Free online translation tools such as BabelFish and Google Translate are widely used nowadays by companies both large and small to translate their website content.

Many companies seem to think that making use of such tools, rather than pay a skilled, human translator, is a ‘no-brainer’ – they can use it to almost instantly translate all of their content, from any language into any language, for free, at the click of a button.

The phrase ‘too good to be true’ should be springing to mind at this point, and as any human translator or even language enthusiast will tell you, free online translation tools are a false economy and hugely unreliable.

Collecting free translation ‘bloopers’ has become something of an amusement for translators, and numerous sites exist compiling examples of them. However, for the companies which have fallen foul of the machine’s mistranslation, the situation is far from amusing.

Take a south-west brewery’s website as an example; Google Translate has failed to correctly find a French term for the quintessentially English word ‘pub’, frequently used throughout the site, and has consequently kept the English word – which in French happens to mean ‘advert’. The company has therefore lost significant credibility and one of their strongest ‘identity’ words has been literally lost in translation.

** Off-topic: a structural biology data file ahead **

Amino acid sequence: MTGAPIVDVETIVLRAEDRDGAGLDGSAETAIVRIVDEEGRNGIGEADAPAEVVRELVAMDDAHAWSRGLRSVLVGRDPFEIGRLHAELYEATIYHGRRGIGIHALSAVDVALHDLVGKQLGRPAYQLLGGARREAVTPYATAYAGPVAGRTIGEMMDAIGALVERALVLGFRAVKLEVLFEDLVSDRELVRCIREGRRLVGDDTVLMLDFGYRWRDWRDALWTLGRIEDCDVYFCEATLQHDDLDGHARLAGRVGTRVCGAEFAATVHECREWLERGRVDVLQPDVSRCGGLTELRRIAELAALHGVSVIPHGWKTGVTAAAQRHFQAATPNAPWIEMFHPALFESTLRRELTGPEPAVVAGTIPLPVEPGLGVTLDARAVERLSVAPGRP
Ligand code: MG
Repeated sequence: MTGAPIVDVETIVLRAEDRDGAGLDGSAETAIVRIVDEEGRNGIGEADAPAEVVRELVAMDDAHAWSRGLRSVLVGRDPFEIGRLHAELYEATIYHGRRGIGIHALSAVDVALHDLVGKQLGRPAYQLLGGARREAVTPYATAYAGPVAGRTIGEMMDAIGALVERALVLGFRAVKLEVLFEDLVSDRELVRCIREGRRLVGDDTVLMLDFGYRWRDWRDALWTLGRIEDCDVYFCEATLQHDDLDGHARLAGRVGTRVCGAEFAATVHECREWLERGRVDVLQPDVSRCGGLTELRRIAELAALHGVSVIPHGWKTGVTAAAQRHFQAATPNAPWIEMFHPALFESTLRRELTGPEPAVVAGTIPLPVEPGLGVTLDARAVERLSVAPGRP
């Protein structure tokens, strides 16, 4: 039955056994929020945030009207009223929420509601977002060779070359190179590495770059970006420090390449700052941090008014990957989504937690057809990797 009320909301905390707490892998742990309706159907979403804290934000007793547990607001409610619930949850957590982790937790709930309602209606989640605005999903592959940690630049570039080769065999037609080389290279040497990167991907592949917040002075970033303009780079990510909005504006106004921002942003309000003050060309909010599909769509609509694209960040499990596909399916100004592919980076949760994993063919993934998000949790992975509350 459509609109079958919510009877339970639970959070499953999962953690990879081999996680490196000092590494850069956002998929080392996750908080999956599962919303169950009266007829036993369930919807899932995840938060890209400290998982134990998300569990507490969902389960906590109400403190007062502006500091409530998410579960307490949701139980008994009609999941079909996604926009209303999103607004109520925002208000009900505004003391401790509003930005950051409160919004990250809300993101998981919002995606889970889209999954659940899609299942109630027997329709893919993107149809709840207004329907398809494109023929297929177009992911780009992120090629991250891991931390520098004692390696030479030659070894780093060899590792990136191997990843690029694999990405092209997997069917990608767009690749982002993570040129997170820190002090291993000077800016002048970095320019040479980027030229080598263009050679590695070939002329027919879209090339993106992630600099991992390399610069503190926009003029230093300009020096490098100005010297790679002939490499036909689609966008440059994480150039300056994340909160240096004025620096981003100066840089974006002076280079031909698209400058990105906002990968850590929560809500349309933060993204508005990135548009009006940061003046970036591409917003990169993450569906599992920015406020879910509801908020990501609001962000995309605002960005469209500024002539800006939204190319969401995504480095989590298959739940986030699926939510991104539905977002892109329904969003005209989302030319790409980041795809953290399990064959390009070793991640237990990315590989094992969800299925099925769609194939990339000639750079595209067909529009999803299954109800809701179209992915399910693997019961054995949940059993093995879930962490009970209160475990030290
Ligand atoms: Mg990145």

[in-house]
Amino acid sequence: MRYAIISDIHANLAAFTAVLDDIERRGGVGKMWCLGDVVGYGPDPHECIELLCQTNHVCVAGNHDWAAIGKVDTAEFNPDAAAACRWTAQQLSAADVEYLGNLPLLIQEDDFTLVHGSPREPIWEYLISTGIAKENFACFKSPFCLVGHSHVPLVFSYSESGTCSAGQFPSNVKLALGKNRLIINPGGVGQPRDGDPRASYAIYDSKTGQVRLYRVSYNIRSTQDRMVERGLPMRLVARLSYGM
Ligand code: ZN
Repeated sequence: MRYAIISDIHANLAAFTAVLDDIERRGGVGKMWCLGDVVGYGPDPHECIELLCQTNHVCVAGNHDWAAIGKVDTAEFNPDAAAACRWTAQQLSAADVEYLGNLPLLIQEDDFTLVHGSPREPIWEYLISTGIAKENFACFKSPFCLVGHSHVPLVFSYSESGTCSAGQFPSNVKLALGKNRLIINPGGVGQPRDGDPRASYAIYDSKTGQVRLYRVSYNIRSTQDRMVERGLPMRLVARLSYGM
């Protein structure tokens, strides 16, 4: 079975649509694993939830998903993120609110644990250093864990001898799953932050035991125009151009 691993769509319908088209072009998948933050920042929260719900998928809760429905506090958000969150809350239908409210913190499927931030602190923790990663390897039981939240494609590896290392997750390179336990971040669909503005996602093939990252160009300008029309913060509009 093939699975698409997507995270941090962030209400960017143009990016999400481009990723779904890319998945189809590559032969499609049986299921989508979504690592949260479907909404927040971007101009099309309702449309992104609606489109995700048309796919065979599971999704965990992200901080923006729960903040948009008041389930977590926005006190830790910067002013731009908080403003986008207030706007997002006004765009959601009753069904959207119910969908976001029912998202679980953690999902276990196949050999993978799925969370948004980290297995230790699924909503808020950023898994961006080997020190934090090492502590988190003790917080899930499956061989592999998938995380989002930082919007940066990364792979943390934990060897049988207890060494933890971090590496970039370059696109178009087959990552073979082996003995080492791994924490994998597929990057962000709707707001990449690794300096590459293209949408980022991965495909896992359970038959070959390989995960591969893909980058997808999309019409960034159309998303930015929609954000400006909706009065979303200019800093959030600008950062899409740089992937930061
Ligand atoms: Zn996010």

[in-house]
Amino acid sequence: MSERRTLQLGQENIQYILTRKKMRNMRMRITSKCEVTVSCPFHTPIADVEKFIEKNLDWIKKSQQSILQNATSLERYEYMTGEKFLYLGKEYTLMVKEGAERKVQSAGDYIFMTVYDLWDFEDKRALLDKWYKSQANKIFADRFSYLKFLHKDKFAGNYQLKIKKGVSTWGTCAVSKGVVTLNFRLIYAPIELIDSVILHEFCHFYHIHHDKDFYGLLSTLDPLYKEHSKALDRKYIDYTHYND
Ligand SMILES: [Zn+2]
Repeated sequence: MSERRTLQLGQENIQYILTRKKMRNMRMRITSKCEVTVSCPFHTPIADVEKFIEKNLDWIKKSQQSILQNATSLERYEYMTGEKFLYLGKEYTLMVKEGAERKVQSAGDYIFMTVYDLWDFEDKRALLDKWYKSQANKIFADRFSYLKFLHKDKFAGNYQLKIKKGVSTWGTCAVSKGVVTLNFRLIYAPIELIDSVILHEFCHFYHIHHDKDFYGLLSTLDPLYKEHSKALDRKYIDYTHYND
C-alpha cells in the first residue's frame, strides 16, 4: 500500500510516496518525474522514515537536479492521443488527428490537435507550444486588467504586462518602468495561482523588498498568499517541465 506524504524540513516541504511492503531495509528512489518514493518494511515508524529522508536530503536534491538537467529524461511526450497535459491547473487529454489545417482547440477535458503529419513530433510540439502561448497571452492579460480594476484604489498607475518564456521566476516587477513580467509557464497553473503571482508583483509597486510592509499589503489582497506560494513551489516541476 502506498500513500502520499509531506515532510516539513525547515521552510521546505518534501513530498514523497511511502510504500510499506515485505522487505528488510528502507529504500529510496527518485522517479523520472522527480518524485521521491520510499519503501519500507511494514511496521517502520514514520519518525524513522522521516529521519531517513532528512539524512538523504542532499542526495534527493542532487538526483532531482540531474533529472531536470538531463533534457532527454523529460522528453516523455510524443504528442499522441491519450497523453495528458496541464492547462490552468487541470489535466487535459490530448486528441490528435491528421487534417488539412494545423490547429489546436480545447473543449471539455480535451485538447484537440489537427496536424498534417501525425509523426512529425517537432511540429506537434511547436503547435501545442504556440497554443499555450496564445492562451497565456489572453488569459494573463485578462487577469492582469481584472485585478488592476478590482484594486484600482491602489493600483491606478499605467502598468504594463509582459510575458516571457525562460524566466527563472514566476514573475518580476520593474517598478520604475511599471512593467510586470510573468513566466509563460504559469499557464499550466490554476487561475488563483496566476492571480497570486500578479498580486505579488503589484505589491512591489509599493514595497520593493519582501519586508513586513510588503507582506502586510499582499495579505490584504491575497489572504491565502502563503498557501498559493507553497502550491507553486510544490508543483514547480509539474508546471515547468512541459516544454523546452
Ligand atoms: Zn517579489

Machines will never be able to analyse languages like the human brain; just think of how many words have multiple meanings dependent on context, or how your brain instinctively sorts out a complex sentence structure for you so you understand – machines cannot do this and the result of their attempt to ‘follow the rules’ will often be disastrous.

Perhaps even more seriously, a recent article in the May/June edition of the ITI Bulletin highlights the little-considered aspect of data security. To quote from Jörg Porsiel’s article; “But, and it is a big but, users usually underestimate or are completely unaware of what actually happens with their data, which they have allowed to be translated somewhere online. The users of this supposedly free service actually pay a high price for their machine translations: their (highly) personal data, unwittingly uploaded onto a server, has been revealed to strangers and can be used and abused by third parties.

The moral of this tale, then? Choose quality, choose consistency, choose accuracy. Choose a human.

Leave a Reply

Your email address will not be published. Required fields are marked *